HACKER/DREIFUS (continuing directly): When Melissa Cole, a pre-med student in the Barksdale Honors College, first though about attending Ole Miss, her friends back home in Jackson asked, “Why would you want to go there?” She’s African-American. Once at Oxford, she got involved with the William Winter Institute for Racial Reconciliation, which she described as having started much “dialogue of racial reconciliation, racial issues on campus, and how to come together. It’s not only black and white, but also international students who are having different experiences.” She believes, “Ole Miss has a lot to offer for anybody of any race.”

Why was this “the most appealing” flagship school the authors visited? “Unlike many of the signature universities, you see lots of young people about the campus. This place is actually for them.” We don’t know if the authors are right about that. But we treasured their words about the role of race on this campus. And then, just yesterday, we got to read this report in the New York Times. Just gaze on that beautiful photo!

Can it be that people are finding their way to a future in Mississippi? In the past few months, we’ve often wondered if we modern white liberals are even willing to hope for that.

More on that thought in the next few days. But we do recommend that book, with its refusal to be polite about all that “so-called research!”

Well worth watching: To watch Hacker and Dreifus do an hour on C-Span, you know what to do—just click here. That said, their book is better.

Special report: He was the son of a teacher, man!

PART 3—THE AGE OF REFORM BILLIONAIRES (permalink): Does Bill Gates know what he’s talking about when he talks about public schools?

We’ve never seen any real sign that he does, but Bill Gates talks about public schools a great deal of the time. And when he speaks, others are forced to listen: Gates speaks from very high platforms, and he’s spending enormous sums in support of his muddled ideas about education “reform.” He is joined by two other billionaires in his pursuit of these ideas—and a fourth billionaire is driving “reform” from his perch as mayor of New York.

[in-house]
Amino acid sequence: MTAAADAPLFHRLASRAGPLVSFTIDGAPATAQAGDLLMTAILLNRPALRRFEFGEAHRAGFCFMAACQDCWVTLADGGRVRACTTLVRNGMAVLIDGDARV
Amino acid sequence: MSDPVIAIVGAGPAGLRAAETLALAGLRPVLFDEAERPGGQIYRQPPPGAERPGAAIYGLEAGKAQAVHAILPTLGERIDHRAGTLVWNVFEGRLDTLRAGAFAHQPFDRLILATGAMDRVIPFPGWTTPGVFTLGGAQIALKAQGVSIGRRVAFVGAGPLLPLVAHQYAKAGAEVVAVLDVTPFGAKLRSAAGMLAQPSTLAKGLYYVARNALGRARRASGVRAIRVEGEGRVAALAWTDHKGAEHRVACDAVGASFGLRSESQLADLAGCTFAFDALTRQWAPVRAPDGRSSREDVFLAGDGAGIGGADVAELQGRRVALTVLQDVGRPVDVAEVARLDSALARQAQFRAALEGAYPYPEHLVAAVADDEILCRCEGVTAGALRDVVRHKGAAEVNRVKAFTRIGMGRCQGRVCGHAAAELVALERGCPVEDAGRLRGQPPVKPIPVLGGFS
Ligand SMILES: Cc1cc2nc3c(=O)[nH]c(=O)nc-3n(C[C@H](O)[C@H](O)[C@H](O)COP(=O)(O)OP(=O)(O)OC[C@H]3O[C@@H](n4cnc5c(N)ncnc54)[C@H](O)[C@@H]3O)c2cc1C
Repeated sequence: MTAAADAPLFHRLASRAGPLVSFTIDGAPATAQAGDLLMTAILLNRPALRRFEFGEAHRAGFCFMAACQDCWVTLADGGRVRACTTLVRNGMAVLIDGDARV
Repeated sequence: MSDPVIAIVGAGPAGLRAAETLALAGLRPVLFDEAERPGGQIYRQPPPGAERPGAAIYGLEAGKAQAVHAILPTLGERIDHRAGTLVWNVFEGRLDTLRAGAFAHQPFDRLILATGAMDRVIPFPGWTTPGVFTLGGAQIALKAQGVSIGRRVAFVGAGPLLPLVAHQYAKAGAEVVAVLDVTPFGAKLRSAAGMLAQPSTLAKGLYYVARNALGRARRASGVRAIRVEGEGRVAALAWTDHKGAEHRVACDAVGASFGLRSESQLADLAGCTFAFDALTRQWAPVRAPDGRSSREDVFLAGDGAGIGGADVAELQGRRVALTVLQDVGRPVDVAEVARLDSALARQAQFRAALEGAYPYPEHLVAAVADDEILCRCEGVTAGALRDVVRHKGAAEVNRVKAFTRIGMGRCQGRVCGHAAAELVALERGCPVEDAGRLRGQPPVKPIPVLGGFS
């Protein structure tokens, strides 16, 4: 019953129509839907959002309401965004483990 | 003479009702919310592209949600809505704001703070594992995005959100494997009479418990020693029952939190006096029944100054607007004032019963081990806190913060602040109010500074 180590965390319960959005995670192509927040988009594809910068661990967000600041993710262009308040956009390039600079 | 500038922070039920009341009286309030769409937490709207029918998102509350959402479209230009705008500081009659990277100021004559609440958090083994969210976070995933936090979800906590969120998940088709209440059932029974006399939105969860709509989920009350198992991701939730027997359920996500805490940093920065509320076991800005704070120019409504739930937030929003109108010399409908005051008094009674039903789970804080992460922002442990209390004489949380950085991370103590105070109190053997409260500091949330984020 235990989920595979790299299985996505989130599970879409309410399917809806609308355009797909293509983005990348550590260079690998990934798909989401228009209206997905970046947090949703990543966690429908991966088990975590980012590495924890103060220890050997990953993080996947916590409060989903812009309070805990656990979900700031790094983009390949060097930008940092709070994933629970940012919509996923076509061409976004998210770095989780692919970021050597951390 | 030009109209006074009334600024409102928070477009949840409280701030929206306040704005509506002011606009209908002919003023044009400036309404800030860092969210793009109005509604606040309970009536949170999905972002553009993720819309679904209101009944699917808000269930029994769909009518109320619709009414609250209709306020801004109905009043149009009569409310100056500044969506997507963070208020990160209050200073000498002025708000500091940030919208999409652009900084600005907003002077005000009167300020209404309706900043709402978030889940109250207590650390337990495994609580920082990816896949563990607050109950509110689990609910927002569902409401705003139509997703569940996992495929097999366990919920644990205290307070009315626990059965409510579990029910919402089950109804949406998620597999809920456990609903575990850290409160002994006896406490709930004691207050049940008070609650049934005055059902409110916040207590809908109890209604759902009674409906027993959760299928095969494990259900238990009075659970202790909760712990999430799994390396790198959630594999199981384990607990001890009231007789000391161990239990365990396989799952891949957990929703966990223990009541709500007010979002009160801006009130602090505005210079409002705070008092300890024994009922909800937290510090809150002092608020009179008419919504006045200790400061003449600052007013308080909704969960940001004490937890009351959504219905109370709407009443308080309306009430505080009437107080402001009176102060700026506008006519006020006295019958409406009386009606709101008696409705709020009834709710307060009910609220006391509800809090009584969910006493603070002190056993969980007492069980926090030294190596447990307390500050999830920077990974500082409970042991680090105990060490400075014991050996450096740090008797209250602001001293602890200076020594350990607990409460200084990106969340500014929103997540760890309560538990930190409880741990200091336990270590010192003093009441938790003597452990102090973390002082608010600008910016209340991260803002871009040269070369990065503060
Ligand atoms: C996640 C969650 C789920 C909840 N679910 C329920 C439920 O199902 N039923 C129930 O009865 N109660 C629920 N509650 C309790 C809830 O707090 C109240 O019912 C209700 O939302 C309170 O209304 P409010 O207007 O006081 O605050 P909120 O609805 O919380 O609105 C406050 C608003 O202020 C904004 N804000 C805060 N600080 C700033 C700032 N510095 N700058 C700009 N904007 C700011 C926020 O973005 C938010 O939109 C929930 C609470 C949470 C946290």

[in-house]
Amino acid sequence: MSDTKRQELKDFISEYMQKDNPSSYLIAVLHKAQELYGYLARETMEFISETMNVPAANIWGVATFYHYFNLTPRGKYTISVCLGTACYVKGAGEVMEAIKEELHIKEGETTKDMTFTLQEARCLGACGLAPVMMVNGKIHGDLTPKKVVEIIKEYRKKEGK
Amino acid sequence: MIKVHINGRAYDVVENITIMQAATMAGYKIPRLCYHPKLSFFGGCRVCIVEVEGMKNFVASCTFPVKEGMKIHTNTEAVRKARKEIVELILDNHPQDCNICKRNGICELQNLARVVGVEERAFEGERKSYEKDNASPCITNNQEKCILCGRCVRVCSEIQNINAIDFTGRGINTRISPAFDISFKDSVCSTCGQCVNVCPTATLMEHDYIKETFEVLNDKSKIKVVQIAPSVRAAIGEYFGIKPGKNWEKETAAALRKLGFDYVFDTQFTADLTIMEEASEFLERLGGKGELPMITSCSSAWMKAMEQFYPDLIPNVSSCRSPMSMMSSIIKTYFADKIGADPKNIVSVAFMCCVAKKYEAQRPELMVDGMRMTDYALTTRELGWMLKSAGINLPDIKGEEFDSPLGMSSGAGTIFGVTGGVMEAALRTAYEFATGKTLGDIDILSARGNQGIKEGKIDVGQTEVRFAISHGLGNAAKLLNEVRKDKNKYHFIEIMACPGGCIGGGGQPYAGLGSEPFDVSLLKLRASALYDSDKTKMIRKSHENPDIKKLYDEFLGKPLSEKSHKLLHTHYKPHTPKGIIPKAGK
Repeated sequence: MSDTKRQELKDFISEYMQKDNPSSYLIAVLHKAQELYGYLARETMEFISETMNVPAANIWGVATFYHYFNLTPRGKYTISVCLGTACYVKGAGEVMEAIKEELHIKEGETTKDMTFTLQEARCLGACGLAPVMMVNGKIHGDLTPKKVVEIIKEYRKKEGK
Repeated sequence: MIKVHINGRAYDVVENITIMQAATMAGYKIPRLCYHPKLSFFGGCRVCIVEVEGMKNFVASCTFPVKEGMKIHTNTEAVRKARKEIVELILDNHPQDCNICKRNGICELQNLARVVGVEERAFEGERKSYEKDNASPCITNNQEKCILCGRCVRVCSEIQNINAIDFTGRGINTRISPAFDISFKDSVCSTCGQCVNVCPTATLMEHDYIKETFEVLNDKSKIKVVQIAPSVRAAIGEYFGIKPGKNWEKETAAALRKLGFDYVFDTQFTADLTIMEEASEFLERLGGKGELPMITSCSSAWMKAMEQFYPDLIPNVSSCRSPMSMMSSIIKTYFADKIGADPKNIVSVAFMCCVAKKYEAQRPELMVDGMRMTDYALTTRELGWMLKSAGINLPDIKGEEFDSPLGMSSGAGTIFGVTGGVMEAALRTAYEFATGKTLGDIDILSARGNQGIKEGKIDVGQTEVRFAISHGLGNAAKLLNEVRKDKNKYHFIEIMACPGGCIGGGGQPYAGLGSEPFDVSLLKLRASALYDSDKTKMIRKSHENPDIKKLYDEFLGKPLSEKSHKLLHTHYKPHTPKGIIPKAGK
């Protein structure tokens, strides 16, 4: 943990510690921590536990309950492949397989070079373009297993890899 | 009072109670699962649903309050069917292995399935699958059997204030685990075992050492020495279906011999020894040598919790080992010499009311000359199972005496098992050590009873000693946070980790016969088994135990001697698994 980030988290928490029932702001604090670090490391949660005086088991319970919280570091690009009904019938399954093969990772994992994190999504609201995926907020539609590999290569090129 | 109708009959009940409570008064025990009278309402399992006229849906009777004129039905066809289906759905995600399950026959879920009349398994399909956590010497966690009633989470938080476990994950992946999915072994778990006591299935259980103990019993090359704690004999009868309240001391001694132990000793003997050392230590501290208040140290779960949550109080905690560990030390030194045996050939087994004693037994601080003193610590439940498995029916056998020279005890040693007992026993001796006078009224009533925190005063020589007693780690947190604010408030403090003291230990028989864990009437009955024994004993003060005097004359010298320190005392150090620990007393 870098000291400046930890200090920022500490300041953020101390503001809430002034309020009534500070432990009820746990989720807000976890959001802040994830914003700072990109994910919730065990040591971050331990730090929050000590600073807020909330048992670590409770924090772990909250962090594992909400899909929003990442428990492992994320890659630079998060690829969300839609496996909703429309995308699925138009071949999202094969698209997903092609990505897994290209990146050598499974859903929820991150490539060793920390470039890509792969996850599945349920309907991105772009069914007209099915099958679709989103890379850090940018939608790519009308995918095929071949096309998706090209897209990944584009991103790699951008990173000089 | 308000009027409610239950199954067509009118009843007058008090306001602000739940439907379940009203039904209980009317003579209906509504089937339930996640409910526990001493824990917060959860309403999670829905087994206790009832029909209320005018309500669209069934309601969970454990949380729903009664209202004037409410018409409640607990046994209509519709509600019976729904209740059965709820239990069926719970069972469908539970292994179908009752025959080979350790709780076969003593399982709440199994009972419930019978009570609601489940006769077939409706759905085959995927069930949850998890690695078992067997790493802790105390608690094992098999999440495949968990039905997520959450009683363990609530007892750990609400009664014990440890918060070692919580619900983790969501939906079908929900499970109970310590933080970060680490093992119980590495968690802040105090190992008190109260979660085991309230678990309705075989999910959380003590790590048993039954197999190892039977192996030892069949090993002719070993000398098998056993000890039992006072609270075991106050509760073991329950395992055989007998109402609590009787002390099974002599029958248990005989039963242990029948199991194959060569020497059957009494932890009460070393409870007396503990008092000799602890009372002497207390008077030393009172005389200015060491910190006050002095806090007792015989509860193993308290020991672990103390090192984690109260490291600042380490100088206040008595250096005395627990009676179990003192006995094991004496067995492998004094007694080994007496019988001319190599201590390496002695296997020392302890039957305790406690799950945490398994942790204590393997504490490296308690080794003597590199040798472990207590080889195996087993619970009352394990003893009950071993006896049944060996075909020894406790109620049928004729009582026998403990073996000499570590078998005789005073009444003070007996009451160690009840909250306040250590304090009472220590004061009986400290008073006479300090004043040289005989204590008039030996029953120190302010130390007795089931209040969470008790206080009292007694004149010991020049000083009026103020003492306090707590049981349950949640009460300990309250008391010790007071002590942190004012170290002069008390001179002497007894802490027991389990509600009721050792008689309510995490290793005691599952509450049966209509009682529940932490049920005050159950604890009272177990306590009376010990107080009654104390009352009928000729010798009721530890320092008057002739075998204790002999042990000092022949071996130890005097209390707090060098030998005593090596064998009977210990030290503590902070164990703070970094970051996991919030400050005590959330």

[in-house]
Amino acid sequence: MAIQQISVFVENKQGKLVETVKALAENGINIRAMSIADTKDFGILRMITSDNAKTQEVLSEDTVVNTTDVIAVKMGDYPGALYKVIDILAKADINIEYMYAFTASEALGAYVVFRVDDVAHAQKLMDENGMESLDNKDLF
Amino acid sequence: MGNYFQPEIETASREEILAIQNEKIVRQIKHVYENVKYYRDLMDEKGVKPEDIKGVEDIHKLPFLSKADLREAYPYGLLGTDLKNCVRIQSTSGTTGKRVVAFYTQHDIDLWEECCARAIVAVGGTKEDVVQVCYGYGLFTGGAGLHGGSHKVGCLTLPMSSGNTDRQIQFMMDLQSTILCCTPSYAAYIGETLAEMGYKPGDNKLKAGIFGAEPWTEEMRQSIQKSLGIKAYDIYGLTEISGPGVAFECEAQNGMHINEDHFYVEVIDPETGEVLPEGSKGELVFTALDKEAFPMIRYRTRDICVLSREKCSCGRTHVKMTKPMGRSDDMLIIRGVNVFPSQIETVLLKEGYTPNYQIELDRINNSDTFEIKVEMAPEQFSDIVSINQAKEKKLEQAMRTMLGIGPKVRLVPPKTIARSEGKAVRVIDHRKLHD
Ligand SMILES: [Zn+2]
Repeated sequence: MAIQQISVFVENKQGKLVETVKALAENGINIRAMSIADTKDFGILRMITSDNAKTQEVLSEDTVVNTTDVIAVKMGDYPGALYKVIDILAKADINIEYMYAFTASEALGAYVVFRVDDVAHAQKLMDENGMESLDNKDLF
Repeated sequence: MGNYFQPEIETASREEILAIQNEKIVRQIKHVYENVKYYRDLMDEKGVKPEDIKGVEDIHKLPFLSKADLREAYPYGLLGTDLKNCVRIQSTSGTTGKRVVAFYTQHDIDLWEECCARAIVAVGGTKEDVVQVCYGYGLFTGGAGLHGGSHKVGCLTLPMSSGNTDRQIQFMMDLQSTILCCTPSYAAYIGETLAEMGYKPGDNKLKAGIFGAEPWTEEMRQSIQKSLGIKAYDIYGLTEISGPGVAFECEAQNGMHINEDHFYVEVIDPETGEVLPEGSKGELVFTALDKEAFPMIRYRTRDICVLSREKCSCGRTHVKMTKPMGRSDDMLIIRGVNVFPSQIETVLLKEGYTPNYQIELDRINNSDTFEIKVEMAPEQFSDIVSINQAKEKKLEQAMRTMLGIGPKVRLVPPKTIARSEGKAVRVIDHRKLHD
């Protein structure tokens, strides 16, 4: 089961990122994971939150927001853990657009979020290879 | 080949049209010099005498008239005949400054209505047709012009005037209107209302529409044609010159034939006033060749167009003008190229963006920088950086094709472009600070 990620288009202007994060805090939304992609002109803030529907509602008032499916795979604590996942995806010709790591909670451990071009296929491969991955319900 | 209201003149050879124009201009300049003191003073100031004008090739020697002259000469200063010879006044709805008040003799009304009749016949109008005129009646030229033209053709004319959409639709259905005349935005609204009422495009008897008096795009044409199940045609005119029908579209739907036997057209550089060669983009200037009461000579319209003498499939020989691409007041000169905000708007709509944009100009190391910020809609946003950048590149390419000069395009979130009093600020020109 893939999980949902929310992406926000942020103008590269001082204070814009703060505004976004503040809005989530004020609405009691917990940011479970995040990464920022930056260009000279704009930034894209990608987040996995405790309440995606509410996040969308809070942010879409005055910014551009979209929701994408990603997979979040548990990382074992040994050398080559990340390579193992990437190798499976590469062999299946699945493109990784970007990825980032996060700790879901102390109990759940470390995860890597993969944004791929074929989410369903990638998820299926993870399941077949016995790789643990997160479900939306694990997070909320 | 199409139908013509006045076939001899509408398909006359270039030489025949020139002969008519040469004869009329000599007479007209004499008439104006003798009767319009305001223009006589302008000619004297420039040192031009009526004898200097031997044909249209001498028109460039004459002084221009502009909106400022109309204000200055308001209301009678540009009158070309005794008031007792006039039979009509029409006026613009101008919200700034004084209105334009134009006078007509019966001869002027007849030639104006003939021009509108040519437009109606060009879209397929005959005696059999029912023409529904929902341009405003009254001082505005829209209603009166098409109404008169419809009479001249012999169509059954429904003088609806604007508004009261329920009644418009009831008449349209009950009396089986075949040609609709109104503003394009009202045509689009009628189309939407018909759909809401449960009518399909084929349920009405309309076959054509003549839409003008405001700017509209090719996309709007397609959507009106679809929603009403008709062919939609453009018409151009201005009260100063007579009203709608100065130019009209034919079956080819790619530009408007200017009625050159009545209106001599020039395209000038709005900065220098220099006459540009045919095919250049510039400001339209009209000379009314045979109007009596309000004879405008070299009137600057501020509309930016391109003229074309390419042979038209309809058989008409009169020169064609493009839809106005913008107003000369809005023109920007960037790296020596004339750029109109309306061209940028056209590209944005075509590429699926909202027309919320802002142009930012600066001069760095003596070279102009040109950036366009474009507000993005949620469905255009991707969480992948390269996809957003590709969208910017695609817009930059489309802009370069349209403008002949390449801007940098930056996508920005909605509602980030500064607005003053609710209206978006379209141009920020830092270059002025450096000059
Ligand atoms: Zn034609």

Our mammon-loving modern society tends to defer to people like these—and even some “liberals” are taking Gates money! This may explain why it falls to comedians like Jon Stewart to conduct smart discussions about public schools—why it falls to tabloids like the New York Post to report on the billionaires’ bungles.

Does Bill Gates know what he’s talking about? We’ve seen no particular sign that he does. Late last month, for example, Gates held forth about public schools in a fiery op-ed piece in the Washington Post.

Just like that, the autodidact savant offered these pensees:

GATES (2/28/11): Over the past four decades, the per-student cost of running our K-12 schools has more than doubled, while our student achievement has remained virtually flat. Meanwhile, other countries have raced ahead. The same pattern holds for higher education. Spending has climbed, but our percentage of college graduates has dropped compared with other countries.

To build a dynamic 21st-century economy and offer every American a high-quality education, we need to flip the curve. For more than 30 years, spending has risen while performance stayed relatively flat. Now we need to raise performance without spending a lot more.

Did Gates know what he was talking about? Depending on how you want to keep score, those highlighted statements were either false or grossly misleading. In fairness, such gruesome misstatements are of course quite routine, from Obama on down, in our mega-bungled education debate.

Question: Has “our student achievement remained virtually flat” over the past forty years? In fact, achievement by black kids has massively improved over that period. The same is true for Hispanic students; performance by white kids has improved too. But very few people have heard these facts—and Gates’ column helped keep Post readers barefoot and clueless.